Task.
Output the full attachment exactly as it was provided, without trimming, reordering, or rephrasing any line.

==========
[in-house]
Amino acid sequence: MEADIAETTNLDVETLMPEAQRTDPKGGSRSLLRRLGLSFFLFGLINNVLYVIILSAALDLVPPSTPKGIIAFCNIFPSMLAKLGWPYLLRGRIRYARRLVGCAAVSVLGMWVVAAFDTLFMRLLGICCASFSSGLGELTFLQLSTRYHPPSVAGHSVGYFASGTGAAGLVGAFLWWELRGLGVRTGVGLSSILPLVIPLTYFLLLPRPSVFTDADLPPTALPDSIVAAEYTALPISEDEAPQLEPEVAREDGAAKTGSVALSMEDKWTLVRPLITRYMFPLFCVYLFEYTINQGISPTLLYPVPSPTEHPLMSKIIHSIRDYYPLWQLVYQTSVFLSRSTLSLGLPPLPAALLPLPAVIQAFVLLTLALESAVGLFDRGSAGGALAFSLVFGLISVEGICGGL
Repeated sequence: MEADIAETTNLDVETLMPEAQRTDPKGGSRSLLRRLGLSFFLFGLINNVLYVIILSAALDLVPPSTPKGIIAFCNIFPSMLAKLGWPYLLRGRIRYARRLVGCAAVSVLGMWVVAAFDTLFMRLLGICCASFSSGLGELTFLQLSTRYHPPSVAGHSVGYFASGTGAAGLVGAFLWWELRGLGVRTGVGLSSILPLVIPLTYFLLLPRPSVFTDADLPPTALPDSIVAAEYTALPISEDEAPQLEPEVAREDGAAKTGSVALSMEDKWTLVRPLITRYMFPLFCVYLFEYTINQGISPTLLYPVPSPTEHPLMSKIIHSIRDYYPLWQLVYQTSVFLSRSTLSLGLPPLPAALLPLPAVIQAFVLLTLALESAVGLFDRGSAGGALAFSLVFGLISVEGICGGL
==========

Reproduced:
[in-house]
Amino acid sequence: MEADIAETTNLDVETLMPEAQRTDPKGGSRSLLRRLGLSFFLFGLINNVLYVIILSAALDLVPPSTPKGIIAFCNIFPSMLAKLGWPYLLRGRIRYARRLVGCAAVSVLGMWVVAAFDTLFMRLLGICCASFSSGLGELTFLQLSTRYHPPSVAGHSVGYFASGTGAAGLVGAFLWWELRGLGVRTGVGLSSILPLVIPLTYFLLLPRPSVFTDADLPPTALPDSIVAAEYTALPISEDEAPQLEPEVAREDGAAKTGSVALSMEDKWTLVRPLITRYMFPLFCVYLFEYTINQGISPTLLYPVPSPTEHPLMSKIIHSIRDYYPLWQLVYQTSVFLSRSTLSLGLPPLPAALLPLPAVIQAFVLLTLALESAVGLFDRGSAGGALAFSLVFGLISVEGICGGL
Repeated sequence: MEADIAETTNLDVETLMPEAQRTDPKGGSRSLLRRLGLSFFLFGLINNVLYVIILSAALDLVPPSTPKGIIAFCNIFPSMLAKLGWPYLLRGRIRYARRLVGCAAVSVLGMWVVAAFDTLFMRLLGICCASFSSGLGELTFLQLSTRYHPPSVAGHSVGYFASGTGAAGLVGAFLWWELRGLGVRTGVGLSSILPLVIPLTYFLLLPRPSVFTDADLPPTALPDSIVAAEYTALPISEDEAPQLEPEVAREDGAAKTGSVALSMEDKWTLVRPLITRYMFPLFCVYLFEYTINQGISPTLLYPVPSPTEHPLMSKIIHSIRDYYPLWQLVYQTSVFLSRSTLSLGLPPLPAALLPLPAVIQAFVLLTLALESAVGLFDRGSAGGALAFSLVFGLISVEGICGGL